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Baghdad Airport

by Geraldo Rivera | Dec 03, 2007

About to leave this battered country, I'm struck by the fact that it widely defied my narrow expectations. While Iraq remains war-torn, the streets no longer run red with blood, the air isn't being split by bullets and the streets aren't erupting in violent blasts; at least those combat cliches are no where near as true as they were until just a couple of months ago.

Sure there is the occasional boom in the night and even the odd rattle of gunfire, but trust me after nine visits since the invasion of March 2003, Baghdad and environs are far better and safer than they were before the surge began.

Violence is down to a level that is a fraction of what it was during the year-long religious war which began with the destruction of the Golden Dome of Samarra in early 2006. There are still more murders than in most places, but not by much. Severe security and social problems continue to plague this colonially cobbled together country, which will continue to warp in and out of crisis as the land of the two rivers has done every generation or so since Hamarabi thirty centuries ago, but right now it is doing hugely better than most people feared as recently as a few weeks ago.

So what went right?

In the clarity of hindsight, Al Queda in Iraq was as stressed out as captured documents indicated the terror group was at the time of the death of AQI leader Zarkawi earlier this year. And the combination of our surging military offensive and their apparently malignant weakness coincided with the coming of Petreaus, the best, most highly evolved and competent leader since Eisenhower.

And like Ike, Commanding General David Petreaus has none of the flash, bang or swagger usually associated with heroes. He's not a Patton, but he has achieved far more with his understated acumen, astute analysis and disciplined war fighting-as-business approach than any dashing tank corps commander could have done in the circumstance.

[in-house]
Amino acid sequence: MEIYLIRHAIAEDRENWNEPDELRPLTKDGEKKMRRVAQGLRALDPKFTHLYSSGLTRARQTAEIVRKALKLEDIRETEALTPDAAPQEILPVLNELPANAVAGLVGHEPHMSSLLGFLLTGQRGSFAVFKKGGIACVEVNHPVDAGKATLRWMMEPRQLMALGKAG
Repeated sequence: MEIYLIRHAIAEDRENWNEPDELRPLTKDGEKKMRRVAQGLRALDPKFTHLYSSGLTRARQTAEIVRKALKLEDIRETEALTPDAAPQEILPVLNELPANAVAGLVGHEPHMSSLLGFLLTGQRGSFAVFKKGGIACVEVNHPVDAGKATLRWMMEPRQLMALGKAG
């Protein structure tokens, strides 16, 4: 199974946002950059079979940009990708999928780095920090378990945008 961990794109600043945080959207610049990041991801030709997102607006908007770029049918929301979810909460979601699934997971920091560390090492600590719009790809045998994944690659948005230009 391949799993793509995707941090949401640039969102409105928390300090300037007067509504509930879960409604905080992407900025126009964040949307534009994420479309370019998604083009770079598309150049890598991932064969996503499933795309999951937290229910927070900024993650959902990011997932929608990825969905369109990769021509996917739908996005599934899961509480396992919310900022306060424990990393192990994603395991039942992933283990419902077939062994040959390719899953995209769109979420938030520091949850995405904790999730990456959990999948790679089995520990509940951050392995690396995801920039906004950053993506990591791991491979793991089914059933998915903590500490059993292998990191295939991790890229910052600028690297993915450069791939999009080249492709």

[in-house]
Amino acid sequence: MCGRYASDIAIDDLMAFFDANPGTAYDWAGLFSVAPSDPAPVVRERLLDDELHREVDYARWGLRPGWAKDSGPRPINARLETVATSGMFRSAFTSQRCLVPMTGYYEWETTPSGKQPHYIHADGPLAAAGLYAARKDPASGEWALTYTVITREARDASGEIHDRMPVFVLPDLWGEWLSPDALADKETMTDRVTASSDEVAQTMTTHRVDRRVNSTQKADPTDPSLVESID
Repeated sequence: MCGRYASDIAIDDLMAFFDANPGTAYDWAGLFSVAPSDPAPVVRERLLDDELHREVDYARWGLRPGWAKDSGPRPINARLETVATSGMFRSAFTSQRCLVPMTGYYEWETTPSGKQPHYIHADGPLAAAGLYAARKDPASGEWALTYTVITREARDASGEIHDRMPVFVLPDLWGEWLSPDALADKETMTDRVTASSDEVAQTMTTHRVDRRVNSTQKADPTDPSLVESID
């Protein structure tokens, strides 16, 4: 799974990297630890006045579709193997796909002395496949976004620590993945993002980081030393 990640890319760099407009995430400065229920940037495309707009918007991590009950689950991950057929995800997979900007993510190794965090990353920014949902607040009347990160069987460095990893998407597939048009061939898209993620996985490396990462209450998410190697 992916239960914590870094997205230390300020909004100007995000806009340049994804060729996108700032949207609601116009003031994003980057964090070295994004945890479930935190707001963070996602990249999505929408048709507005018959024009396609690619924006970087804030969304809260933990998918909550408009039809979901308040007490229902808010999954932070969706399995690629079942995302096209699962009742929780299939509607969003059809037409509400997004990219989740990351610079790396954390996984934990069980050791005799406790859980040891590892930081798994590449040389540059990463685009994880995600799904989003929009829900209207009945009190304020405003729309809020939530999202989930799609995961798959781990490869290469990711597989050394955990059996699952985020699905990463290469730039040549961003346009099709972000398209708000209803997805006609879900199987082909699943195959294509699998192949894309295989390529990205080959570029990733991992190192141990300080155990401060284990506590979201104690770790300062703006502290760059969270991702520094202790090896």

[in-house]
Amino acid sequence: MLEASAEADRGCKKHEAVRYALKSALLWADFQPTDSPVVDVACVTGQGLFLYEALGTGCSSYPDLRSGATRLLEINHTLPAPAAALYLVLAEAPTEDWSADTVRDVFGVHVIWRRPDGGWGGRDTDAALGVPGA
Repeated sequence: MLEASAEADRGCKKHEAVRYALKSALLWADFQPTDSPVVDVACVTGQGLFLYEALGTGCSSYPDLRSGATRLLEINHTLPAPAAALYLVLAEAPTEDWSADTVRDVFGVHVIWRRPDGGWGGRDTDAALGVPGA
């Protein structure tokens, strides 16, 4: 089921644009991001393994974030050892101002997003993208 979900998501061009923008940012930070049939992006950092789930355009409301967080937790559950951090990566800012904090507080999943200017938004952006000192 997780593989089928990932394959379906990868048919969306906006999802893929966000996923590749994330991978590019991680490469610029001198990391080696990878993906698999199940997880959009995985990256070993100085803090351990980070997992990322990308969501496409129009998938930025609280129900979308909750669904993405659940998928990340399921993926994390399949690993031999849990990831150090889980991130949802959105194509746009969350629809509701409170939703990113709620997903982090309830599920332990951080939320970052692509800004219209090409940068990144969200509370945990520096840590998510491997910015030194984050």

Patient, steady and seemingly immune to either shrill ideologues or partisan politicians so accustomed to America as loser they forgot how to win, Petreaus widened our arsenal by going high tech and low. Certainly, he took full military advantage of developments like evolved armored vehicles and men, surveillance and so forth the need for which previous commanders and their bosses in the Pentagon took scandalously long to recognize as necessary. But the technology paled compared to his not so secret weapons: cash and concrete.

Seeing the difficulty the insurgents were having in penetrating the heavily fortified International Zone in Baghdad, Petreaus and his surging troopers created mini IZ's in neighborhoods all over the city, walling them off, setting up checkpoints and creating defensible space out of sprawling suburb. America's deep pockets also became a potent weapon AQI couldn't match. We spread the dough ray me, bypassing the dysfunctional, inept and corrupt central government, bringing billions in aid money to the far corners of the capital regardless of religious sect.
By beginning to provide essential services like water, sewers, garbage pickup and power, Petreaus also created jobs, which gave thousands of young Iraqis a personal stake in peace.

While previous American leaders threw money around like sailors in a brothel, Petreaus disburses our hard earned tax dollars through his military commanders. His neighborhood-based colonels, majors and captains have become the de facto government. They know their turf and they know the local players. There is accountability, fiscal discipline and way less corruption than Iraq's hodge podge government will ever achieve.

As I write this, we've left the improbably garish main airport building and boarded a jam-packed Royal Jordanian F28, a small twin engine jet of the sort used at regional airports for short hops back in the States. After personally wrangling, bribing and wrestling our 25 pieces of heavy luggage into the small cargo compartment, and then being searched on the tarmac for the fourth time, we have given each other high-fives as the little jet roars down the runway of the still almost deserted Baghdad International Airport. On the way up, we are experiencing the reverse of the tight, missile-defeating spiral we did coming in.

Now we're finally at cruising altitude and Baghdad is behind us. I just sighed.

Despite the profound improvements, there are still few tension relievers as effective as watching Iraq fading off in the distance.

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